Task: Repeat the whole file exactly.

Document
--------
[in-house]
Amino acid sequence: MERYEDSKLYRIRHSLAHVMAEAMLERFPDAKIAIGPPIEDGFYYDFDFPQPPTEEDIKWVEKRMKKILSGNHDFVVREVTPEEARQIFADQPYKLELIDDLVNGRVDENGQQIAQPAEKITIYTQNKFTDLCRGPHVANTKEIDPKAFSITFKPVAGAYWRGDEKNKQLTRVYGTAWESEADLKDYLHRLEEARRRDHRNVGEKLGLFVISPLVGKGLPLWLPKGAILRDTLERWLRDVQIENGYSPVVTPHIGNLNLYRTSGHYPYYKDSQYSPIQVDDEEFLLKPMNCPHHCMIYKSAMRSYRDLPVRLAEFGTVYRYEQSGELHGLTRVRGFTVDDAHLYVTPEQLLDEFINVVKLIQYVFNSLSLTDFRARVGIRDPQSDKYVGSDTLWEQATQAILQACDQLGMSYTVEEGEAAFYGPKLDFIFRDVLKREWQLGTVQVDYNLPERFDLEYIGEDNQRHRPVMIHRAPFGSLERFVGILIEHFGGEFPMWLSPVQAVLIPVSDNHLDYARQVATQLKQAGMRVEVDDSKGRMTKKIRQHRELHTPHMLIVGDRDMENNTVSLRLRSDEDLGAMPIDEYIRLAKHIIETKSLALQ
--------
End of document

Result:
[in-house]
Amino acid sequence: MERYEDSKLYRIRHSLAHVMAEAMLERFPDAKIAIGPPIEDGFYYDFDFPQPPTEEDIKWVEKRMKKILSGNHDFVVREVTPEEARQIFADQPYKLELIDDLVNGRVDENGQQIAQPAEKITIYTQNKFTDLCRGPHVANTKEIDPKAFSITFKPVAGAYWRGDEKNKQLTRVYGTAWESEADLKDYLHRLEEARRRDHRNVGEKLGLFVISPLVGKGLPLWLPKGAILRDTLERWLRDVQIENGYSPVVTPHIGNLNLYRTSGHYPYYKDSQYSPIQVDDEEFLLKPMNCPHHCMIYKSAMRSYRDLPVRLAEFGTVYRYEQSGELHGLTRVRGFTVDDAHLYVTPEQLLDEFINVVKLIQYVFNSLSLTDFRARVGIRDPQSDKYVGSDTLWEQATQAILQACDQLGMSYTVEEGEAAFYGPKLDFIFRDVLKREWQLGTVQVDYNLPERFDLEYIGEDNQRHRPVMIHRAPFGSLERFVGILIEHFGGEFPMWLSPVQAVLIPVSDNHLDYARQVATQLKQAGMRVEVDDSKGRMTKKIRQHRELHTPHMLIVGDRDMENNTVSLRLRSDEDLGAMPIDEYIRLAKHIIETKSLALQ